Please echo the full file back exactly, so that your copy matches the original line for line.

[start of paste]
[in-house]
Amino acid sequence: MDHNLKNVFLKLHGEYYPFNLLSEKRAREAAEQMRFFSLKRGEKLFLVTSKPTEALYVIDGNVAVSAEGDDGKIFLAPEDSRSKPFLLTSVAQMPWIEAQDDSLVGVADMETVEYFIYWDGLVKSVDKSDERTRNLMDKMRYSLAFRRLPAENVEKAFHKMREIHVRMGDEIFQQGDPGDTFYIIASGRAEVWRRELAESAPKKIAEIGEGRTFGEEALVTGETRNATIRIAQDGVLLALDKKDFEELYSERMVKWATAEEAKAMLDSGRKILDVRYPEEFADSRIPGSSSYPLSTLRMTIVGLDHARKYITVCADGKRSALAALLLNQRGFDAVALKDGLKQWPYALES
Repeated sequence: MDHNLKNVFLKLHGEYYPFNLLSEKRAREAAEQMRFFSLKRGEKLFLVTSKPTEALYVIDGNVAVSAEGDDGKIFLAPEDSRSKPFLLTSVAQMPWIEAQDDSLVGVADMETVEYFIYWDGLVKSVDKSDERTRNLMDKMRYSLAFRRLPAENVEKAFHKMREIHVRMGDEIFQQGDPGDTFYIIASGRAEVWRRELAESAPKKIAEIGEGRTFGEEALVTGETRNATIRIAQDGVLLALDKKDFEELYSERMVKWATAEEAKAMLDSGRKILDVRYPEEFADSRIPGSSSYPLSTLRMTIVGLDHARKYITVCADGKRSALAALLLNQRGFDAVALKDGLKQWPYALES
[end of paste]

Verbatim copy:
[in-house]
Amino acid sequence: MDHNLKNVFLKLHGEYYPFNLLSEKRAREAAEQMRFFSLKRGEKLFLVTSKPTEALYVIDGNVAVSAEGDDGKIFLAPEDSRSKPFLLTSVAQMPWIEAQDDSLVGVADMETVEYFIYWDGLVKSVDKSDERTRNLMDKMRYSLAFRRLPAENVEKAFHKMREIHVRMGDEIFQQGDPGDTFYIIASGRAEVWRRELAESAPKKIAEIGEGRTFGEEALVTGETRNATIRIAQDGVLLALDKKDFEELYSERMVKWATAEEAKAMLDSGRKILDVRYPEEFADSRIPGSSSYPLSTLRMTIVGLDHARKYITVCADGKRSALAALLLNQRGFDAVALKDGLKQWPYALES
Repeated sequence: MDHNLKNVFLKLHGEYYPFNLLSEKRAREAAEQMRFFSLKRGEKLFLVTSKPTEALYVIDGNVAVSAEGDDGKIFLAPEDSRSKPFLLTSVAQMPWIEAQDDSLVGVADMETVEYFIYWDGLVKSVDKSDERTRNLMDKMRYSLAFRRLPAENVEKAFHKMREIHVRMGDEIFQQGDPGDTFYIIASGRAEVWRRELAESAPKKIAEIGEGRTFGEEALVTGETRNATIRIAQDGVLLALDKKDFEELYSERMVKWATAEEAKAMLDSGRKILDVRYPEEFADSRIPGSSSYPLSTLRMTIVGLDHARKYITVCADGKRSALAALLLNQRGFDAVALKDGLKQWPYALES